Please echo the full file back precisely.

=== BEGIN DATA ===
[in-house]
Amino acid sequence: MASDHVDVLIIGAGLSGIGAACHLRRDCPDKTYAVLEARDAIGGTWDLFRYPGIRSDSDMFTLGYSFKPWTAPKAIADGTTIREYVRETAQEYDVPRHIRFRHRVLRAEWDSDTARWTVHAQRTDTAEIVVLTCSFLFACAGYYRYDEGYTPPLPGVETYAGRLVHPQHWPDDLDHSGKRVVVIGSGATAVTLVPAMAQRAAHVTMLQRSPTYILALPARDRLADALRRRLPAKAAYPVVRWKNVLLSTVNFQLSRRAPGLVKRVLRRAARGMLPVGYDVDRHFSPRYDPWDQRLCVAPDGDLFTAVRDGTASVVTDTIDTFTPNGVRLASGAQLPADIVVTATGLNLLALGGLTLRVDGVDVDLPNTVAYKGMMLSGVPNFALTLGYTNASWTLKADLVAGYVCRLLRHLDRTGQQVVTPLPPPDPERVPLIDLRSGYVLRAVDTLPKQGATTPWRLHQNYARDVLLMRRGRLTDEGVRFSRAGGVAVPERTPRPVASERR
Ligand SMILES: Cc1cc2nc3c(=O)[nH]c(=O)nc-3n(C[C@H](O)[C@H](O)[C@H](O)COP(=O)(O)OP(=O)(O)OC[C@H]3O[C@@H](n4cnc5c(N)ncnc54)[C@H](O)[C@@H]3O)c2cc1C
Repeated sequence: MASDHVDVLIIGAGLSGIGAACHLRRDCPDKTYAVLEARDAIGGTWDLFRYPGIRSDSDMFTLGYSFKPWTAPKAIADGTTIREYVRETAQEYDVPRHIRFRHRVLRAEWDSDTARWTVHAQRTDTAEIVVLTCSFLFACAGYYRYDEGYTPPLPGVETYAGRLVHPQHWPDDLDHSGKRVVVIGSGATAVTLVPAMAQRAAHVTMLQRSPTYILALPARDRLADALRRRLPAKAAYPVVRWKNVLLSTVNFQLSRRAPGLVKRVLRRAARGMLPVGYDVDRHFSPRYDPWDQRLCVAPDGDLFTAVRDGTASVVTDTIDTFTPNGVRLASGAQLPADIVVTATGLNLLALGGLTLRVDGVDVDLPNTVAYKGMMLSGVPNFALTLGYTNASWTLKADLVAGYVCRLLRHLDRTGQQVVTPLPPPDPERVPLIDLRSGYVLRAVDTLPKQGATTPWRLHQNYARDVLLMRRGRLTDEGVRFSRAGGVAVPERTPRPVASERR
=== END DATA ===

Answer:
[in-house]
Amino acid sequence: MASDHVDVLIIGAGLSGIGAACHLRRDCPDKTYAVLEARDAIGGTWDLFRYPGIRSDSDMFTLGYSFKPWTAPKAIADGTTIREYVRETAQEYDVPRHIRFRHRVLRAEWDSDTARWTVHAQRTDTAEIVVLTCSFLFACAGYYRYDEGYTPPLPGVETYAGRLVHPQHWPDDLDHSGKRVVVIGSGATAVTLVPAMAQRAAHVTMLQRSPTYILALPARDRLADALRRRLPAKAAYPVVRWKNVLLSTVNFQLSRRAPGLVKRVLRRAARGMLPVGYDVDRHFSPRYDPWDQRLCVAPDGDLFTAVRDGTASVVTDTIDTFTPNGVRLASGAQLPADIVVTATGLNLLALGGLTLRVDGVDVDLPNTVAYKGMMLSGVPNFALTLGYTNASWTLKADLVAGYVCRLLRHLDRTGQQVVTPLPPPDPERVPLIDLRSGYVLRAVDTLPKQGATTPWRLHQNYARDVLLMRRGRLTDEGVRFSRAGGVAVPERTPRPVASERR
Ligand SMILES: Cc1cc2nc3c(=O)[nH]c(=O)nc-3n(C[C@H](O)[C@H](O)[C@H](O)COP(=O)(O)OP(=O)(O)OC[C@H]3O[C@@H](n4cnc5c(N)ncnc54)[C@H](O)[C@@H]3O)c2cc1C
Repeated sequence: MASDHVDVLIIGAGLSGIGAACHLRRDCPDKTYAVLEARDAIGGTWDLFRYPGIRSDSDMFTLGYSFKPWTAPKAIADGTTIREYVRETAQEYDVPRHIRFRHRVLRAEWDSDTARWTVHAQRTDTAEIVVLTCSFLFACAGYYRYDEGYTPPLPGVETYAGRLVHPQHWPDDLDHSGKRVVVIGSGATAVTLVPAMAQRAAHVTMLQRSPTYILALPARDRLADALRRRLPAKAAYPVVRWKNVLLSTVNFQLSRRAPGLVKRVLRRAARGMLPVGYDVDRHFSPRYDPWDQRLCVAPDGDLFTAVRDGTASVVTDTIDTFTPNGVRLASGAQLPADIVVTATGLNLLALGGLTLRVDGVDVDLPNTVAYKGMMLSGVPNFALTLGYTNASWTLKADLVAGYVCRLLRHLDRTGQQVVTPLPPPDPERVPLIDLRSGYVLRAVDTLPKQGATTPWRLHQNYARDVLLMRRGRLTDEGVRFSRAGGVAVPERTPRPVASERR